USP, I learnt so much about them that day.
      This trip happened because the kid wanted to see some seals. At first I thought we'd take him to one of those places where we had spotted seals (in SF or Santa Cruz) but then hubby stumbled upon this place on the internet and off we went. And it really turned out to be the best place we could go as far as seal sighting was concerned.
      Thank you. so much, USP. The flowers pic is one of my favourites too. 🙂

  • Indrani
    25 August 2014 at 1:30 pm

    Amazing! So thrilling!
    Great pics. I can't imagine how thrilling it must be to see in real. 🙂

    • dNambiar
      27 August 2014 at 10:13 am

      It was enlightening more than anything else. It was a trip to remember.
      Thank you, Indrani. 🙂

  • Tes
    19 March 2017 at 4:41 am

    I wish I could see them in person. My boys would be so in love with them 🙂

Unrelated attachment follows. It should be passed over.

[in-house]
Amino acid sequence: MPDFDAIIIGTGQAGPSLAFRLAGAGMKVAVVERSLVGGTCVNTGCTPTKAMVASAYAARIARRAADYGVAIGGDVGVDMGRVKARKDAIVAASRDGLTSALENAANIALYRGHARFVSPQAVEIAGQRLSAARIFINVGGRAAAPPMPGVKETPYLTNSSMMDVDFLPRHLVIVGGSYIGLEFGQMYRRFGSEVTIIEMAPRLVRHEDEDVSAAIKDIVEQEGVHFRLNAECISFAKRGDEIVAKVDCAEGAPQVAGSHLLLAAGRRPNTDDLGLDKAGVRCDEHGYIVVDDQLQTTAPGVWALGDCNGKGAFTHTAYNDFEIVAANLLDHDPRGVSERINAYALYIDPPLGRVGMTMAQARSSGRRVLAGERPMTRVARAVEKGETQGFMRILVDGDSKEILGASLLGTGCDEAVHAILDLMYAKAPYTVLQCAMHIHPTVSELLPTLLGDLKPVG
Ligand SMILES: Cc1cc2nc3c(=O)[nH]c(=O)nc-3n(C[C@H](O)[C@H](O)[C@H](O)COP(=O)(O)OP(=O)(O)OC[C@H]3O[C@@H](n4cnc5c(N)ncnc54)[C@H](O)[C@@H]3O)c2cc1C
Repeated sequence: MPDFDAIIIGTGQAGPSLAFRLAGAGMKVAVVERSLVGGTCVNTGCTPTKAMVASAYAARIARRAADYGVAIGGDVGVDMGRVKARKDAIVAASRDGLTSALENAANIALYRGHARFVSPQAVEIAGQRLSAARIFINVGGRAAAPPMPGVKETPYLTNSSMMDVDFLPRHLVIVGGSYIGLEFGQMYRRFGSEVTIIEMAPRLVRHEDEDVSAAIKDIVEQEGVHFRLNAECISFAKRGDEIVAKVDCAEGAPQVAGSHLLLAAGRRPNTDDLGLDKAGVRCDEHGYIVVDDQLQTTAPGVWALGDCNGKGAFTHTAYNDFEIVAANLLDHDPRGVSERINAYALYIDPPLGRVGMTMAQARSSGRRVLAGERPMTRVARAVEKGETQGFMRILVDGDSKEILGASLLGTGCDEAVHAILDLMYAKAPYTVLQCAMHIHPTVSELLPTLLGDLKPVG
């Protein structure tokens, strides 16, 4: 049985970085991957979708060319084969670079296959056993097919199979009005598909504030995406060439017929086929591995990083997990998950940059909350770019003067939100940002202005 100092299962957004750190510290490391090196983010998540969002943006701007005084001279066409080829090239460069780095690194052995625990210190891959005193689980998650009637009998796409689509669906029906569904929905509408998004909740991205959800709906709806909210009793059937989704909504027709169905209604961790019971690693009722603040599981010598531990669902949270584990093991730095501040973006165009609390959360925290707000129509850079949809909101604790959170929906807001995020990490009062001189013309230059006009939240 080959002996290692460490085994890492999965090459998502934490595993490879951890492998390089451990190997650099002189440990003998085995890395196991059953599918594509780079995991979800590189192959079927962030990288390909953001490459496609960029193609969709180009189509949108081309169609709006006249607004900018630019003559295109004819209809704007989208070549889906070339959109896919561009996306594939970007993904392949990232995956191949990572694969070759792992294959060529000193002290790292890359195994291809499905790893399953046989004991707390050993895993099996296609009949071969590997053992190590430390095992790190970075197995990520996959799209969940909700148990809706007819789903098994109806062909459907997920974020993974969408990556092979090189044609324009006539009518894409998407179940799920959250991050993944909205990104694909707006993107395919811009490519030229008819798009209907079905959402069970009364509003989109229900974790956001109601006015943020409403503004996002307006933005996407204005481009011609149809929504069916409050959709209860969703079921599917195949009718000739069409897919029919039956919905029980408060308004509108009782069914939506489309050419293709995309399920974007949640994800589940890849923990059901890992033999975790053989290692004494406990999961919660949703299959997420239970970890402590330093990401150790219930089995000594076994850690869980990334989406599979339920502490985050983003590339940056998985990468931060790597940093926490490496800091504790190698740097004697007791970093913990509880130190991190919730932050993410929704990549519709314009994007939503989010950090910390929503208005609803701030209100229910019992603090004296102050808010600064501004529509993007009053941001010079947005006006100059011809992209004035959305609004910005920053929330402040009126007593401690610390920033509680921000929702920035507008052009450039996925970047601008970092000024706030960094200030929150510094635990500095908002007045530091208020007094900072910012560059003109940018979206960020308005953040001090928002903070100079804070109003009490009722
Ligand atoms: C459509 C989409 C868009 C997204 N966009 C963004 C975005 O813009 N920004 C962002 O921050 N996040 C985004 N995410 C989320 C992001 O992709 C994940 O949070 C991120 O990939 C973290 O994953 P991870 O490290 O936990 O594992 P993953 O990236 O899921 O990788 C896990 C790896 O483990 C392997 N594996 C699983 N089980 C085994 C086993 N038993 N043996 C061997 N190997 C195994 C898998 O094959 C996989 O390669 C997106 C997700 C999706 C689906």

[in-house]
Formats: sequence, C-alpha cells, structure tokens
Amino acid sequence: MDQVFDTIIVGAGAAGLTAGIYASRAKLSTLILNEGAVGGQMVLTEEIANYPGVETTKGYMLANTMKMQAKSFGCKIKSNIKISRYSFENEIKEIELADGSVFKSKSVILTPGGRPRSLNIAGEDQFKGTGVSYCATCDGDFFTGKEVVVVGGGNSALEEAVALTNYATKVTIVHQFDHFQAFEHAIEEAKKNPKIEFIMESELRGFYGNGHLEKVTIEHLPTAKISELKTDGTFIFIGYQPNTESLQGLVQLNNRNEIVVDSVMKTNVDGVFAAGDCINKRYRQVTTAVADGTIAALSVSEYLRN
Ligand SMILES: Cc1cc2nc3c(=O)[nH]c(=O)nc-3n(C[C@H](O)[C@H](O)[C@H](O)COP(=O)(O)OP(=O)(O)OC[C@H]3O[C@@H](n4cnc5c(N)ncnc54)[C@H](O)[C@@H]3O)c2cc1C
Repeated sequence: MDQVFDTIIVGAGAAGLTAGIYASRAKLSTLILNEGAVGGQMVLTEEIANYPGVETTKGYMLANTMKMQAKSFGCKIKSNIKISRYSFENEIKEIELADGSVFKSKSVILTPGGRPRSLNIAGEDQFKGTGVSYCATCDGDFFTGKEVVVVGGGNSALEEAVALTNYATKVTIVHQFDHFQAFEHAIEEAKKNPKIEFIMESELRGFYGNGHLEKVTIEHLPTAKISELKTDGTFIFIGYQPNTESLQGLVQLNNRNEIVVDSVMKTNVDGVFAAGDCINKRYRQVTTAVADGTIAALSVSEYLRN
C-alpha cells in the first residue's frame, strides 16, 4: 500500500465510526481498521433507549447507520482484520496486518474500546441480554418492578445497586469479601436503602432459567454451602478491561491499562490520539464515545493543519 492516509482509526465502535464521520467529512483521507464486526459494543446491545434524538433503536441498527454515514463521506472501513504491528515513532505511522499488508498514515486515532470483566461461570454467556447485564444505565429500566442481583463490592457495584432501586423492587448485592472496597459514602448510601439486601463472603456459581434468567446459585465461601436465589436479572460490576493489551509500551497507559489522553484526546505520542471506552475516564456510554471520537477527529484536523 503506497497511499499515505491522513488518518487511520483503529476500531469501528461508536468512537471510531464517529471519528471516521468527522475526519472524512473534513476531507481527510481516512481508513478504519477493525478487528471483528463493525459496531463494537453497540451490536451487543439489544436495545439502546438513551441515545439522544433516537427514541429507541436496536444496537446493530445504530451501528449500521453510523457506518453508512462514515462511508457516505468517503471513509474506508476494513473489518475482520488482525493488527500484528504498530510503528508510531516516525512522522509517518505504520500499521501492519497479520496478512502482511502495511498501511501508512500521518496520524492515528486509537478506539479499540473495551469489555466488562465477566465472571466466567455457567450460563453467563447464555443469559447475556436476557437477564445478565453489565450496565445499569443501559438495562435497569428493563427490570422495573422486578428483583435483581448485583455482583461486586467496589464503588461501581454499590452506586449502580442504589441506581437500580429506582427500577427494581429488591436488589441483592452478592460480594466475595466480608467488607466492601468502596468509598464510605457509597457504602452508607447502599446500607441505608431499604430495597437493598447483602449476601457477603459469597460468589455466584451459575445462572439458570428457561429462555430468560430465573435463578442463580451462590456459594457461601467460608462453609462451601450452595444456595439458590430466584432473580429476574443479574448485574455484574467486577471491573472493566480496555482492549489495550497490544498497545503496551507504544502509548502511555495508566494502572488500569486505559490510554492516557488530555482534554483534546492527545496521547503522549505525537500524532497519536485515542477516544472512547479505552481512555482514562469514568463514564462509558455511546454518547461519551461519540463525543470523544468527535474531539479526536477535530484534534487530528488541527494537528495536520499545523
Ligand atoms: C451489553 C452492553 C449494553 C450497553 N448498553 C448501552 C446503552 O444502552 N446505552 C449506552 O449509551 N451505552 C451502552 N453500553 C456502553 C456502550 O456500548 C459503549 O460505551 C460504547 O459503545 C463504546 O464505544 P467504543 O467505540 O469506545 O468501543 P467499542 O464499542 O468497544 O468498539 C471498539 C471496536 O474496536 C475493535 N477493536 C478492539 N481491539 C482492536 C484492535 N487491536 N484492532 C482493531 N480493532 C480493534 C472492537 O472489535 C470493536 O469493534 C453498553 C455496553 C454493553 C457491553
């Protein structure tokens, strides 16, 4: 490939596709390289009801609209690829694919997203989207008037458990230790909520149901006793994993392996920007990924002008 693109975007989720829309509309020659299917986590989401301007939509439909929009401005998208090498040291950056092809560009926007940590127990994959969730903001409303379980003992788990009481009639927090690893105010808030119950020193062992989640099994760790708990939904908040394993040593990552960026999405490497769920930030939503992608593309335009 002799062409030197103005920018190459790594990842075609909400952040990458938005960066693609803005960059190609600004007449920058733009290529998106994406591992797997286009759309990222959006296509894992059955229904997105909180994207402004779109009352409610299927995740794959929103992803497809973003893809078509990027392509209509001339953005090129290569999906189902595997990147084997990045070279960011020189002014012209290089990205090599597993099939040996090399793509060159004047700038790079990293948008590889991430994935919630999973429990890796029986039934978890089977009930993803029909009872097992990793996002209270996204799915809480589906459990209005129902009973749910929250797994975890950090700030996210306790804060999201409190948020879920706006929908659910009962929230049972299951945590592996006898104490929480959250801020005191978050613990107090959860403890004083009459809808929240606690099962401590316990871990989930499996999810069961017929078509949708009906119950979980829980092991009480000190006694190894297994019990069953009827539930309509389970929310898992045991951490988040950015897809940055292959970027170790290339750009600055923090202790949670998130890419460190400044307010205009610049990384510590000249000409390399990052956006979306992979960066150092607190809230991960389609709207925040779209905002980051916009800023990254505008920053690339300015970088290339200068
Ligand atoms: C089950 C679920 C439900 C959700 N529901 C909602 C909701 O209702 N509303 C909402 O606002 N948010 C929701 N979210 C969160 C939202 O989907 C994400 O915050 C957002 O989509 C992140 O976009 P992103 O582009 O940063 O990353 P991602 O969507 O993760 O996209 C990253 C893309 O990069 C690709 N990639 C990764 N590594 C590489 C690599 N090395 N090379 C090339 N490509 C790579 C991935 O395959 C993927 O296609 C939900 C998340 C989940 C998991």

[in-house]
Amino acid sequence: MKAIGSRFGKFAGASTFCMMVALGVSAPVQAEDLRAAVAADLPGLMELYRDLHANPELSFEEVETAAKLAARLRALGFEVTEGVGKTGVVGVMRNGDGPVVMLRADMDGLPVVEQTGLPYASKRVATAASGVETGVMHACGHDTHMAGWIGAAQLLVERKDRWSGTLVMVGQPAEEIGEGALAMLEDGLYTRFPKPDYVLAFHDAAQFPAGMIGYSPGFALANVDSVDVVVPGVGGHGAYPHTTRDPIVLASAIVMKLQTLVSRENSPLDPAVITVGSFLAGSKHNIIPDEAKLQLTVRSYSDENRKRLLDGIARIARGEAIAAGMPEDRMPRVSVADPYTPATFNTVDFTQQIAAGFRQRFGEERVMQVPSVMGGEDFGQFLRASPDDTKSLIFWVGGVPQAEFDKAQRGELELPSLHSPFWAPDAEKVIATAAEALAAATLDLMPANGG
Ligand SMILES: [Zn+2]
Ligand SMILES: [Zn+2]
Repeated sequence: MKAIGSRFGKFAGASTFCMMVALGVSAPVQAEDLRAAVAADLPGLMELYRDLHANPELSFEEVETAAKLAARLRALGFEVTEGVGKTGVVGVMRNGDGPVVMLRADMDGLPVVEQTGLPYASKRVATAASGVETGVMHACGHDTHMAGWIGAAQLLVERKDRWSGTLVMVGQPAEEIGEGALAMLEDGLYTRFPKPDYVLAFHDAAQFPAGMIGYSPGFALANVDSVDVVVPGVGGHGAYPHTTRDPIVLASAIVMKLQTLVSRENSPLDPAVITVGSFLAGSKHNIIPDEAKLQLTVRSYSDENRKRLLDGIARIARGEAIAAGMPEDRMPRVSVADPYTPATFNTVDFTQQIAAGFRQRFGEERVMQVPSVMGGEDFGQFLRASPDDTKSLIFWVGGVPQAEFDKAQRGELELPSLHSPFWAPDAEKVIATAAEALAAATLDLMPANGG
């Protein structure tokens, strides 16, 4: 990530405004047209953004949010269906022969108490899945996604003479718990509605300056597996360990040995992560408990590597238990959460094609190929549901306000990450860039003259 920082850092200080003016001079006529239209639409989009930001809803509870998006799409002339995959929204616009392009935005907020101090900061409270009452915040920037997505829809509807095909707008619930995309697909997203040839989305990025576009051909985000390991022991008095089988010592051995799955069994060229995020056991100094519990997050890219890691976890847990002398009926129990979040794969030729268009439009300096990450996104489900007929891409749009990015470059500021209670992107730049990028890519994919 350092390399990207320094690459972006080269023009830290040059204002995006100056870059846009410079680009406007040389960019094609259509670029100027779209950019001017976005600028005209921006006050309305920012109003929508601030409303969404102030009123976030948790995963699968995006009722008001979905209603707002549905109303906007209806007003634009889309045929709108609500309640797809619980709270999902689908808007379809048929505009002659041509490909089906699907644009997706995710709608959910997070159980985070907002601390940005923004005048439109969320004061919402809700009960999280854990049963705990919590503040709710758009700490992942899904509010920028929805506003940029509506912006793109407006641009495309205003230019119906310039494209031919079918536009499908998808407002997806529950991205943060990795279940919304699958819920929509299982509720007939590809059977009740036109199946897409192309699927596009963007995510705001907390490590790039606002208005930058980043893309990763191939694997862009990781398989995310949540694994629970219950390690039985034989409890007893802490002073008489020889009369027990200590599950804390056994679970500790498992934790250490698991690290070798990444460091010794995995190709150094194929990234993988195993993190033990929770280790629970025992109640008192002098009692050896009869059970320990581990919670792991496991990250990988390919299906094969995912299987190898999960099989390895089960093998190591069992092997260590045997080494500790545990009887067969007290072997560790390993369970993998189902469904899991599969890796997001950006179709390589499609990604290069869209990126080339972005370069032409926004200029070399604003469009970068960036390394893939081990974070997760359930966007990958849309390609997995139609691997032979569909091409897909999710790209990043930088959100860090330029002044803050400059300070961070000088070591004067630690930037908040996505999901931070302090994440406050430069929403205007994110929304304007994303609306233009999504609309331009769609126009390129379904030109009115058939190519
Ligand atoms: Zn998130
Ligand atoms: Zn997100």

• dNambiar
      19 March 2017 at 11:46 pm

      I wish you could too, Tes. 🙂 I’m sure they would; I watched a few of your trip videos. 🙂

      Thank you for coming this way, Tes. I hope you’ll come again. 🙂

  • Charu Sharma
    25 March 2017 at 3:57 am

    Wow!! That is something really unusual. Though I’m not a big fan of seals but I’m sure my little one would have loved going to such place☺️☺️

    • dNambiar
      27 March 2017 at 6:05 am

      It was interesting learning about the elephants seals. And the hike was a different kind of a hike.